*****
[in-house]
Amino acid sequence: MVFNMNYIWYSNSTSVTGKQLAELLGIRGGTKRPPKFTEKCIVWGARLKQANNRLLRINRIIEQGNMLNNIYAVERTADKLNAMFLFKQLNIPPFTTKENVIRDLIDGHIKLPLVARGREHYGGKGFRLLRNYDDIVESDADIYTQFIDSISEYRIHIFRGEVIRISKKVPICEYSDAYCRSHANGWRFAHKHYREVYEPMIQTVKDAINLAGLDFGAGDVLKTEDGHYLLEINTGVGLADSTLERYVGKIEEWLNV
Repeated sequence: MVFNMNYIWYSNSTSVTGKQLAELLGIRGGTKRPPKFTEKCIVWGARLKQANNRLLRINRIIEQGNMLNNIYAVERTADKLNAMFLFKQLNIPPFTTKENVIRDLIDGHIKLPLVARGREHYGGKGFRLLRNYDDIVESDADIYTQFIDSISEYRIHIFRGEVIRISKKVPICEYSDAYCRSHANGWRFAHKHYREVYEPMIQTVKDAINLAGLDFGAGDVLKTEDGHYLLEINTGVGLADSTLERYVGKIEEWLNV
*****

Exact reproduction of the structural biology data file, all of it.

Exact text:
[in-house]
Amino acid sequence: MVFNMNYIWYSNSTSVTGKQLAELLGIRGGTKRPPKFTEKCIVWGARLKQANNRLLRINRIIEQGNMLNNIYAVERTADKLNAMFLFKQLNIPPFTTKENVIRDLIDGHIKLPLVARGREHYGGKGFRLLRNYDDIVESDADIYTQFIDSISEYRIHIFRGEVIRISKKVPICEYSDAYCRSHANGWRFAHKHYREVYEPMIQTVKDAINLAGLDFGAGDVLKTEDGHYLLEINTGVGLADSTLERYVGKIEEWLNV
Repeated sequence: MVFNMNYIWYSNSTSVTGKQLAELLGIRGGTKRPPKFTEKCIVWGARLKQANNRLLRINRIIEQGNMLNNIYAVERTADKLNAMFLFKQLNIPPFTTKENVIRDLIDGHIKLPLVARGREHYGGKGFRLLRNYDDIVESDADIYTQFIDSISEYRIHIFRGEVIRISKKVPICEYSDAYCRSHANGWRFAHKHYREVYEPMIQTVKDAINLAGLDFGAGDVLKTEDGHYLLEINTGVGLADSTLERYVGKIEEWLNV